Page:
What Does Issuing Bonds Mean?

When you make an investment in a company, you help to finance the growth of that company. This happens in two different ways: You can buy partial ownership in the company by buying stock, or you can give the company a loan by buying a bond. A bond issue is the process by which a company creates bonds and borrows money from investors.

A Bond Is a Loan

Bonds are a loan. That is, a bond is an agreement between a corporation or government entity -- the issuer -- and a lender or investor. The investor buys the bond for a set dollar value, known as the principal. The issuer agrees to pay back that principal by a given point in time -- the maturity date. In exchange for the right to use your money, the issuer also agrees to pay you interest.

Mechanics of a Bond Issue

A bond issue begins when a company decides it needs to borrow money from the public in order to finance its operations. Some bonds are issued for specific projects, while others provide basic working capital. The company determines how much it would like to borrow and for how long. It decides whether or not to pay interest during the life of the bond or to pay it all at once on the maturity date. It also determines what rate of interest it will pay, a figure based on the current Federal Reserve interest rate and its own credit rating. The company's lawyer draws up the legal bond agreement, often referred to as the prospectus, and makes this agreement available to potential purchasers. On a set date, known as the issue date, bond shares are made available to the public for purchase. This entire process is overseen by financial regulators to ensure it complies with all applicable laws.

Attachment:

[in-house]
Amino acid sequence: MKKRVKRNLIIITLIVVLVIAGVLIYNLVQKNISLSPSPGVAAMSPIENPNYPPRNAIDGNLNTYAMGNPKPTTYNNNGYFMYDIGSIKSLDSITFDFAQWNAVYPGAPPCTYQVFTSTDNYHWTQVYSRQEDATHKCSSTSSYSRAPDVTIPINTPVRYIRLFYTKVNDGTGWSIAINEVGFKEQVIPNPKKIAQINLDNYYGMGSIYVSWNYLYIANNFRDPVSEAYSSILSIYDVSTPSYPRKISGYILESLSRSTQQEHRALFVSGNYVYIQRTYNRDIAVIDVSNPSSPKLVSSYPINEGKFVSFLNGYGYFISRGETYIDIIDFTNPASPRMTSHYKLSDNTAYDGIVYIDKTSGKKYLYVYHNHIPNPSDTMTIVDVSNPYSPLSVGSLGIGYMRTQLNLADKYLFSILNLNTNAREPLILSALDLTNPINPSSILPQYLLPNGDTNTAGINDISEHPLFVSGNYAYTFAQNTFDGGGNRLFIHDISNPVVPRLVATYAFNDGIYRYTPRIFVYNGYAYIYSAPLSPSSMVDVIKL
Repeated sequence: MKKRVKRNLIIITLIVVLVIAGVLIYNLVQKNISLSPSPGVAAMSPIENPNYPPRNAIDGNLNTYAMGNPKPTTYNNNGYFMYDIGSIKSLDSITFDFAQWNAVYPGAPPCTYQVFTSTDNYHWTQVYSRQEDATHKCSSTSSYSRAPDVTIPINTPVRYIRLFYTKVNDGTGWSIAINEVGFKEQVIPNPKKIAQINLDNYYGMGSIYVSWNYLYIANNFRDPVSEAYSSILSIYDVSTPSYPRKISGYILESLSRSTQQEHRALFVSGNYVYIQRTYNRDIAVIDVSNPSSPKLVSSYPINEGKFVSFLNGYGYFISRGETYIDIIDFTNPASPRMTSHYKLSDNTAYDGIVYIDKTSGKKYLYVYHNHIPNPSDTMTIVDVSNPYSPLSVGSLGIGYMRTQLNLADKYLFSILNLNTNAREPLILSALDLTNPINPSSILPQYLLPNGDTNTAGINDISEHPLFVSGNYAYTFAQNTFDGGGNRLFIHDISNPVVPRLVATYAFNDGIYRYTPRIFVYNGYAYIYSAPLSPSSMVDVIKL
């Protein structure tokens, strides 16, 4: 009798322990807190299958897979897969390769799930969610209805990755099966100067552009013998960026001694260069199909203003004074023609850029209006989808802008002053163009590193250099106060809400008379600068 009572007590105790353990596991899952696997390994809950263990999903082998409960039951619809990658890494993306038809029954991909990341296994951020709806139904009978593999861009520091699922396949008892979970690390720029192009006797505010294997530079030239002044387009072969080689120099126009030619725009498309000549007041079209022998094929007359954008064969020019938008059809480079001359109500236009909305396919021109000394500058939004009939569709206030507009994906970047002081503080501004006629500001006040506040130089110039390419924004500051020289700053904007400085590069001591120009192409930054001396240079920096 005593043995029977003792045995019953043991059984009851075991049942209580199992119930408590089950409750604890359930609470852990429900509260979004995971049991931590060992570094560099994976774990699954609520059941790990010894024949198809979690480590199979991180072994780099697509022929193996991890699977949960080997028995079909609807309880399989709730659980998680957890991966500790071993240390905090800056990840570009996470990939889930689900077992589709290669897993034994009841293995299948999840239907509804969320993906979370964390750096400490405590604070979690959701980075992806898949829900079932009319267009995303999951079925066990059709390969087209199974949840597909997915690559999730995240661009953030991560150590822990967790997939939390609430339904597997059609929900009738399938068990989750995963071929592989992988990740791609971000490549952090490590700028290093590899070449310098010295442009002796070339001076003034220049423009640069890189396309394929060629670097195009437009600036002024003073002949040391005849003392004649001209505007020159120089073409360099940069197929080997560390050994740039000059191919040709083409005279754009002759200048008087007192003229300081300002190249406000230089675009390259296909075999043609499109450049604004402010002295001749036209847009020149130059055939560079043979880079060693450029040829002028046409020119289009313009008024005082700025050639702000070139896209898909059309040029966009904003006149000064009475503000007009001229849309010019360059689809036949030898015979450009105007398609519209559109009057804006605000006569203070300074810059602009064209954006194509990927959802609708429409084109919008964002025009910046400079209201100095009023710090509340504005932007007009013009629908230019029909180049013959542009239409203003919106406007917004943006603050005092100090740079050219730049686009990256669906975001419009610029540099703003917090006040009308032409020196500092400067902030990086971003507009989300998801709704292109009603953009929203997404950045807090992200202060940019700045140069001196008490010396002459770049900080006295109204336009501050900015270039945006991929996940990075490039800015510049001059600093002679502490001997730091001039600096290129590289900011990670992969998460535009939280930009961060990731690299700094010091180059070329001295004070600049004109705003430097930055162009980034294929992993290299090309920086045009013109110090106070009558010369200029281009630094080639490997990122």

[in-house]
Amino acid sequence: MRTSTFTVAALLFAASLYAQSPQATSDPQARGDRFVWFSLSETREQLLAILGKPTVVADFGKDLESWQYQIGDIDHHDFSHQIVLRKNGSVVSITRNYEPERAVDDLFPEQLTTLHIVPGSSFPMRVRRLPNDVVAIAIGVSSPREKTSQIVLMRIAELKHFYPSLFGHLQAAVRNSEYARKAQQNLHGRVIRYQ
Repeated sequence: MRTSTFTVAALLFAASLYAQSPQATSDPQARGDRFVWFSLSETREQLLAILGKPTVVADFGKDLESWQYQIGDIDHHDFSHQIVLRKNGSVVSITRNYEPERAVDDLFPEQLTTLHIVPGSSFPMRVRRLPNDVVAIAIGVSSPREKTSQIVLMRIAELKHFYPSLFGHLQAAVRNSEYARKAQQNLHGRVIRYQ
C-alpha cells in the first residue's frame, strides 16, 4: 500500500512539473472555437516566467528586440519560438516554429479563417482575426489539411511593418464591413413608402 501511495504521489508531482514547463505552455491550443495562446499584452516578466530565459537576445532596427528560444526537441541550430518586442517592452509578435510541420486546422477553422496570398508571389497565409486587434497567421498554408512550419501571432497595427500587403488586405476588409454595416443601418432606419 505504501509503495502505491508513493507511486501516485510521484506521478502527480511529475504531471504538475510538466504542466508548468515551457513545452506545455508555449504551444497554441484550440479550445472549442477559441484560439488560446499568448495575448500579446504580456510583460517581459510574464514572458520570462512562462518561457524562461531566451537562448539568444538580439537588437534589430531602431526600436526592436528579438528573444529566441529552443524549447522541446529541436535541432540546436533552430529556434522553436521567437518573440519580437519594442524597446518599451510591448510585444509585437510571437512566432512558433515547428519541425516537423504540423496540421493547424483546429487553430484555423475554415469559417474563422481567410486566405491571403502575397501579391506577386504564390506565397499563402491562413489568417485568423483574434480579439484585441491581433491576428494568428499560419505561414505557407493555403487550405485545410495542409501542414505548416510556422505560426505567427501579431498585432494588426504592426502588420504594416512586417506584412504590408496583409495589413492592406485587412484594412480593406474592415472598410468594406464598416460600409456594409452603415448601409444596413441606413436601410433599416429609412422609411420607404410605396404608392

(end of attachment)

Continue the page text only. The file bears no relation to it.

Anatomy of a Bond

Every bond contains certain important information. It has a par or face value, a dollar value equal to the amount of principal borrowed. It has an interest rate and a payment schedule. Most issuers make interest payments twice per year, semiannually, but they may choose another schedule, or hold all interest until the maturity date. If they hold the interest, the bond is known as a "zero coupon" bond. The bond has a maturity date -- the date when all the principle is paid back -- and may also have a call date. Call dates are points when the issuer may pay back the bond early. Once the bond has matured -- the principle is paid off in full -- the agreement is over and the bond is worthless.

Bond Pricing

If you purchase a bond on the issue date from the issuer, the price of the bond is equal to the par value. Once you've purchased the bond, however, you may sell the debt to someone else, a transaction that's known as the secondary market. Bonds on the secondary market often sell at slightly more or less than their par values, depending on what has happened to interest rates since the bond was issued. If interest rates have gone up, buyers will pay less for the bond, since they could get more interest elsewhere. If rates have gone down, buyers will pay a premium to get more interest over the long term.

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About the Author

Nola Moore is a writer and editor based in Los Angeles, Calif. She has more than 20 years of experience working in and writing about finance and small business. She has a Bachelor of Science in retail merchandising. Her clients include The Motley Fool, Proctor and Gamble and NYSE Euronext.

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